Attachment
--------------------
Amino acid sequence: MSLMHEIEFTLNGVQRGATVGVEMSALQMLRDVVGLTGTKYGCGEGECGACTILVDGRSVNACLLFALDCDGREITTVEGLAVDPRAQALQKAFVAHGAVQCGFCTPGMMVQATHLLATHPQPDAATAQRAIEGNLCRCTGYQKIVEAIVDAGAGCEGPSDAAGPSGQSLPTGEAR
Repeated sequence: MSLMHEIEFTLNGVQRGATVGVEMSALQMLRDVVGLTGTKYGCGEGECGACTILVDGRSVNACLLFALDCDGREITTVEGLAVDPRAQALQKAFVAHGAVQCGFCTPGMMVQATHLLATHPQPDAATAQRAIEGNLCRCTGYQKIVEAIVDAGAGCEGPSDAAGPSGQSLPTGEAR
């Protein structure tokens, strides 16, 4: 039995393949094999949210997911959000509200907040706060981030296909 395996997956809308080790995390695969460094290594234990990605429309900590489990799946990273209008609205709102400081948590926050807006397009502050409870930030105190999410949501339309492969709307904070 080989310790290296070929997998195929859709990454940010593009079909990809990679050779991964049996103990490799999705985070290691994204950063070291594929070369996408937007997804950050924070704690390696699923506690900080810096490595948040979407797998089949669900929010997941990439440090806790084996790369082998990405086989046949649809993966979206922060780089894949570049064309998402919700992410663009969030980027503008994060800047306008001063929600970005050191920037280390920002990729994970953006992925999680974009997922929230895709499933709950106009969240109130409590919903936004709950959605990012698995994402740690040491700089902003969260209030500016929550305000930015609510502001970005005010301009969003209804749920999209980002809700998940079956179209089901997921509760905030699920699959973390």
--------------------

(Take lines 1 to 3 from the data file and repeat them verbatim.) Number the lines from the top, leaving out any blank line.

Amino acid sequence: MSLMHEIEFTLNGVQRGATVGVEMSALQMLRDVVGLTGTKYGCGEGECGACTILVDGRSVNACLLFALDCDGREITTVEGLAVDPRAQALQKAFVAHGAVQCGFCTPGMMVQATHLLATHPQPDAATAQRAIEGNLCRCTGYQKIVEAIVDAGAGCEGPSDAAGPSGQSLPTGEAR
Repeated sequence: MSLMHEIEFTLNGVQRGATVGVEMSALQMLRDVVGLTGTKYGCGEGECGACTILVDGRSVNACLLFALDCDGREITTVEGLAVDPRAQALQKAFVAHGAVQCGFCTPGMMVQATHLLATHPQPDAATAQRAIEGNLCRCTGYQKIVEAIVDAGAGCEGPSDAAGPSGQSLPTGEAR
């Protein structure tokens, strides 16, 4: 039995393949094999949210997911959000509200907040706060981030296909 395996997956809308080790995390695969460094290594234990990605429309900590489990799946990273209008609205709102400081948590926050807006397009502050409870930030105190999410949501339309492969709307904070 080989310790290296070929997998195929859709990454940010593009079909990809990679050779991964049996103990490799999705985070290691994204950063070291594929070369996408937007997804950050924070704690390696699923506690900080810096490595948040979407797998089949669900929010997941990439440090806790084996790369082998990405086989046949649809993966979206922060780089894949570049064309998402919700992410663009969030980027503008994060800047306008001063929600970005050191920037280390920002990729994970953006992925999680974009997922929230895709499933709950106009969240109130409590919903936004709950959605990012698995994402740690040491700089902003969260209030500016929550305000930015609510502001970005005010301009969003209804749920999209980002809700998940079956179209089901997921509760905030699920699959973390």